With auld acquaintance duly forgotten – along with just about everything else lodged in our big Happytown™ brain, thanks to the whiplash of a particularly celebratory holiday patch – we're now facing the new year down like a blank slate of awesome. Except, as with most mornings after and their requisite pills, we can't really do that quite as easily as we can say it. Neither can Gov. Rick Scott.
On Dec. 19, Scott was smacked with the latest round of dismal poll numbers, just as he was adamantly trying to create some delusional narrative about how awesome he is and why he should be reelected next year. A Quinnipiac University poll found that, even among GOP voters, good ol' Skeletor gets no love. Fifty-two percent of polled Republicans said they would prefer somebody (anybody) else to Scott in a gubernatorial primary. That number directly mirrors the 52 percent of all Floridians who want the man to disappear in 2014.
"The numbers cannot be sugar-coated," pollster Peter A. Brown, who is the assistant director of Quinnipiac's polling arm, said in a press release, according to the Palm Beach Post. "When voters in a politician's own party want him to be challenged in a primary by another candidate, it's difficult to see it as anything but outright rejection."
Scott's been making sad news all over the place lately, stuttering his way through television appearances with the sort of patented discomfort that has become his calling card. In the wake of last month's Sandy Hook Elementary School shooting, Scott was dressed down by CNN's Soledad O'Brien for his blank stares and muttered NRA talking points on gun control. In lieu of offering any legislative grist, Scott spit out a leap of logic that sounded uncomfortably like a campaign stump. "I believe in the Second Amendment," he said. "But look, what I want to focus on right now is the families, make sure our schools are safe – in our state we're at a 41-year low in our crime rate. But I think whenever anything happens likes this, let's just step back and say, 'What can we improve?'"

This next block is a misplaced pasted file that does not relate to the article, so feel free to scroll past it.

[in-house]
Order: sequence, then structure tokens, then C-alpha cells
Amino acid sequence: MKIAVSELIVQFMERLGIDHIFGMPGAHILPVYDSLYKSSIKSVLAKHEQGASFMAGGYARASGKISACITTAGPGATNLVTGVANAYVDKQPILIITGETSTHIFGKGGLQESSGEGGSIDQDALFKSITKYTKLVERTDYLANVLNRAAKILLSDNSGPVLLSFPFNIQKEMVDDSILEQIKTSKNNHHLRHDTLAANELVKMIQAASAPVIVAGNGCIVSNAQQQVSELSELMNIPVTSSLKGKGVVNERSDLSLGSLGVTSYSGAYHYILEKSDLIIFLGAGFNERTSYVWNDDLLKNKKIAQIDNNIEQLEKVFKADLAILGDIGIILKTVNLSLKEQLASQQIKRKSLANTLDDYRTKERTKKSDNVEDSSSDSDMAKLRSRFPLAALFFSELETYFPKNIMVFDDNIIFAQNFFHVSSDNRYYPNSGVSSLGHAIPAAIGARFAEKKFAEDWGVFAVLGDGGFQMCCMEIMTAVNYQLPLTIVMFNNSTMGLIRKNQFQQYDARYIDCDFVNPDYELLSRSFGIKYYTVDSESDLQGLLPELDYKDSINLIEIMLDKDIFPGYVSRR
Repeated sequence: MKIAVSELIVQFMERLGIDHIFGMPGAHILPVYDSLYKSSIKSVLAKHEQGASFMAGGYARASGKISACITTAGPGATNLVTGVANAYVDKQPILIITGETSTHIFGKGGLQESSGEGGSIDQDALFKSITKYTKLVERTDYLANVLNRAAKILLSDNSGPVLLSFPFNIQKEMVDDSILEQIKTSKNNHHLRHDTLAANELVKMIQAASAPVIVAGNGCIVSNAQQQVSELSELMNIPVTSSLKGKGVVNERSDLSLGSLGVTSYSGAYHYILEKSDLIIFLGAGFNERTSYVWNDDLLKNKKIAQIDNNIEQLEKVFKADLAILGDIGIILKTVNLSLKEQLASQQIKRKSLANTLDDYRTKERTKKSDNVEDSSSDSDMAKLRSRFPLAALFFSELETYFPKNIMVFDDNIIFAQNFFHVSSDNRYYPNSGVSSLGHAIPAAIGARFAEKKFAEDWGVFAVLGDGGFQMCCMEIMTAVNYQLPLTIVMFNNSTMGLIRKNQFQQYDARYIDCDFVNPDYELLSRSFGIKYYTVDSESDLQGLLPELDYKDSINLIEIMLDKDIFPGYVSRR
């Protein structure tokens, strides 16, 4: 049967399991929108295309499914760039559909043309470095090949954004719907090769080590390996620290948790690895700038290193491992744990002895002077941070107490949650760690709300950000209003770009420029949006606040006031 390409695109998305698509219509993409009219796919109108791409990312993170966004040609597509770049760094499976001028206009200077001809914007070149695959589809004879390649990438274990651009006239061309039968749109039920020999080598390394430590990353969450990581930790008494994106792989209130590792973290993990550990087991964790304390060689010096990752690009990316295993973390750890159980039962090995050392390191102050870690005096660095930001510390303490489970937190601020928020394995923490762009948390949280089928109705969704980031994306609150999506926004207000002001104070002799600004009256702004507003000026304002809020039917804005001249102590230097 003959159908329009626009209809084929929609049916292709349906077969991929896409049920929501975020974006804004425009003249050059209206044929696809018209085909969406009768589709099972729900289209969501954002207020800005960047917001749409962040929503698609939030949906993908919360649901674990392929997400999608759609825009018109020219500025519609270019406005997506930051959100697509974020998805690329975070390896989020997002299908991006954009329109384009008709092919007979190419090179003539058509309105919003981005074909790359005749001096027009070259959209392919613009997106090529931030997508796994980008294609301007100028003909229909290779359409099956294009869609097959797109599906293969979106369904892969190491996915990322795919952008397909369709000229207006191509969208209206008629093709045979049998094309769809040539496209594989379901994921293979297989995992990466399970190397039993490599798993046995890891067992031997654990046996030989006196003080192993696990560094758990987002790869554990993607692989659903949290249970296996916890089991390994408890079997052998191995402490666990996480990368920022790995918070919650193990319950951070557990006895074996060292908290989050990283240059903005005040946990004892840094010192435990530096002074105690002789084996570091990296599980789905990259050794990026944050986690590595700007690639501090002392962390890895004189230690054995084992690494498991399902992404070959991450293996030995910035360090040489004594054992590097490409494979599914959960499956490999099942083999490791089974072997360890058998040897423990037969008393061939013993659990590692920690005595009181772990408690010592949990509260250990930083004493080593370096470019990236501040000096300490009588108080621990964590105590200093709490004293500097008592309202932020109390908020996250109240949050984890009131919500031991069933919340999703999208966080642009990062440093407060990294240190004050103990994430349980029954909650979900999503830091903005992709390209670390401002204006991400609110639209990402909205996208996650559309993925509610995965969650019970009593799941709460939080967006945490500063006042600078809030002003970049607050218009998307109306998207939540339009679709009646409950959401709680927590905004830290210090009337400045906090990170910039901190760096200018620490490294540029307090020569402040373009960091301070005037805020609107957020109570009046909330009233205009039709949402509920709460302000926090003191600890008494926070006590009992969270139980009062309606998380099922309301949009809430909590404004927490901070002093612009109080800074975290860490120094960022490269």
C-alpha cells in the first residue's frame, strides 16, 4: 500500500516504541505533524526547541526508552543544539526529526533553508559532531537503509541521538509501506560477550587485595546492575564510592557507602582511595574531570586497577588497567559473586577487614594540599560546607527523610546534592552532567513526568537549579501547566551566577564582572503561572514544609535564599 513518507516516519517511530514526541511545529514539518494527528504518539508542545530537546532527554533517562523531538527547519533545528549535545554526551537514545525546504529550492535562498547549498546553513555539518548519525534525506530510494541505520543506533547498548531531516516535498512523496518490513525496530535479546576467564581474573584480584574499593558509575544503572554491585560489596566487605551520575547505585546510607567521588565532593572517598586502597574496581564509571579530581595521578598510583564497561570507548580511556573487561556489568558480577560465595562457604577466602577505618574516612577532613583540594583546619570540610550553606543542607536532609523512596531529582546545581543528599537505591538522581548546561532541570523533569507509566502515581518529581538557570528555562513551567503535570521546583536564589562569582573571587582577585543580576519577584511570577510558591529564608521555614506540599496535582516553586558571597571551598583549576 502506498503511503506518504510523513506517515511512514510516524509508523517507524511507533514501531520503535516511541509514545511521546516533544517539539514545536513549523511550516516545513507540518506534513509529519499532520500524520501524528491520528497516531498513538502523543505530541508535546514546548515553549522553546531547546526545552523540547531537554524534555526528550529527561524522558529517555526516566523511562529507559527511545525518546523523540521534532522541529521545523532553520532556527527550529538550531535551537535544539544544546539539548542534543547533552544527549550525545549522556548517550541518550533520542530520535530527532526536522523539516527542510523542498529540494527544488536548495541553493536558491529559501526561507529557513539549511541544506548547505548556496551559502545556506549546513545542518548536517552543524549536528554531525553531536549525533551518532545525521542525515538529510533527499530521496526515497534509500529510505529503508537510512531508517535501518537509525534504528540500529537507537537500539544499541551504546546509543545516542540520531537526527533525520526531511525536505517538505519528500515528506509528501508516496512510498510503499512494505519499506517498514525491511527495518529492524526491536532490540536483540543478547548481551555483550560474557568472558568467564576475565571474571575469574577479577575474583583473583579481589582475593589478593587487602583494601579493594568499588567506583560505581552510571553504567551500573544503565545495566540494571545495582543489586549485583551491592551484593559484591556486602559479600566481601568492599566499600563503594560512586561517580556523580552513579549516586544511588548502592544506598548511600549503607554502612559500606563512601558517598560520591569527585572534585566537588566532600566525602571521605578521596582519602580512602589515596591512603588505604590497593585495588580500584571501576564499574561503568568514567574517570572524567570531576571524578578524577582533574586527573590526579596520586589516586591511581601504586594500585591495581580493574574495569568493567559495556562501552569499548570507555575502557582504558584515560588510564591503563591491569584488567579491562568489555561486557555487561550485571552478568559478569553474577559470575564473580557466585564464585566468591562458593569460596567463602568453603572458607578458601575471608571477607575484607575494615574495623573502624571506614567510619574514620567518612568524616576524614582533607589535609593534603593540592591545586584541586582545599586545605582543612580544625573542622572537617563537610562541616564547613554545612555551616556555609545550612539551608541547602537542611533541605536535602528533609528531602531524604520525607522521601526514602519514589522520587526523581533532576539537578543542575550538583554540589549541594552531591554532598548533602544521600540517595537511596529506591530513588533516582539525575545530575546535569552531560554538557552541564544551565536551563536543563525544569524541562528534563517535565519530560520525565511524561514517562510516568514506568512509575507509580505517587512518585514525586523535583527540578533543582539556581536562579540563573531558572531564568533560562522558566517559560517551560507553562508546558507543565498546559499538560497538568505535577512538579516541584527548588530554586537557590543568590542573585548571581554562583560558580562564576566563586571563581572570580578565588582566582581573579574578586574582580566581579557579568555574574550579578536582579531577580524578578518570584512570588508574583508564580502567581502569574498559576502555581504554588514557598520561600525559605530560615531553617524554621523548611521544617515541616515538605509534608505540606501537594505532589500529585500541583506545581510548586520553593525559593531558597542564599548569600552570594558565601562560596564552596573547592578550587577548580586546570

Yep, just step back and say it – because so far you've improved nothing.
Guns aren't even close to being Scott's only political nightmare for the new year, though; that list grows daily. The Tampa Bay Times handed Scott an investigative sack of coal on Christmas Day, this time focusing on how he has almost single-handedly rendered the state's Department of Environmental Protection a worthless joke by replacing its trained regulators with industry leaders. And Scott's will-he-won't-he debate over the implementation of the Affordable Care Act (Scott is scheduled to meet with U.S. Health and Human Services Secretary Kathleen Sibelius next month and say what, exactly?) has veered into comedic territory. Even his trusty legislative leadership seems to be getting sick of this evasive routine. A Christmas New York Times story quotes Florida Senate President Don Gaetz, R-Niceville, inadvertently chastising those who (like Scott) are hanging onto this notion of avoiding the ACA for being downright "kooky." "We're not a banana republic," Gaetz said, adding that it is "dangerous to the foundation of the republic when we pick and choose which laws we will obey." Oh, dear.
How's that hangover, Rick?